You can not imagine what this email did for the moral of our staff in radiology @ Lexington and Chelsea. We appreciate all that you have done to salvage jobs, while keeping constant communication. Thank you again.

This is very generous and thoughtful. I appreciate it and I know so many others will. Everyone can certainly use a little extra cash these days.

Management and staff of Mail & Motor Services would like to say thank you to all involved, Much appreciated.

Thank you for making my day & reminding why BIDMC is a great place to work!

Thank you for this wonderful email, you just made my daughter's day as well. Now she can enroll in Driver's Ed.

WOW!!! I have a daughter at Brandeis, this will help pay for her books...

I cannot tell you how much this seemingly benign gesture means to me. From the bottom of my heart, thank you. Given that me and my paycheck just started at BC yesterday (omg, what was I thinking.....), this is greatly appreciated.


Anonymous said...


I am a hospital finance executive. You did the right thing and your employees should be proud. Shame on those who criticize this action!

cyndi said...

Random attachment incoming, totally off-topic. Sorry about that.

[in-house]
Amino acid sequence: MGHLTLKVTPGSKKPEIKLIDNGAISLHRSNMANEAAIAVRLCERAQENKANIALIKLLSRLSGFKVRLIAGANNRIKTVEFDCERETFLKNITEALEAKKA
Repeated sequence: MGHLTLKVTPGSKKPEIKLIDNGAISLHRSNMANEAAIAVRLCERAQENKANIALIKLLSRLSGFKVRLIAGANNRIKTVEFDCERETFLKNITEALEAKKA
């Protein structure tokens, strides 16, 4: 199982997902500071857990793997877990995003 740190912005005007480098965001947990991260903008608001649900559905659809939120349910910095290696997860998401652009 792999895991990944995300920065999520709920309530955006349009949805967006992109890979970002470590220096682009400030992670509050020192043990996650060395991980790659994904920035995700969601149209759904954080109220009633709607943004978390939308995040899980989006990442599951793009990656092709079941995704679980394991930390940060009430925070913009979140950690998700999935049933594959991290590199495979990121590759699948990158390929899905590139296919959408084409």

And so when you have surgery or need medical health care, our medical team will provide you pain med to dull the hurt, and we give you amnesia anesthesia so you forget the bad time. That being said, when we saved all the employees jobs, there was no pain med required, cuz the hurt did not go deep for just one person. We all took a small hit and it didn't hurt so much. Then when you saw the faces of those people working because their job was saved, we could remember their smile and not have to forget them. We all felt good, we all worked hard, we all felt pride and loyalty to a team we loved to play for. No one left the medical center . We all got to stay. I liken our loyalty and pride to that of a recently honored retiring Red Sox player. MIKE LOWELL! Mike took a home town discount contract a few years back, he worked hard with loyalty and pride....and guess what? Mike was also rewarded with a bonus. The Boston Red Sox surprised him with a bonus for his charitable foundation he designed to help those less fortunate. As the check was presented the Red Sox front office proclaimed loudly and said so publicly and proudly "Nice guys do finish first"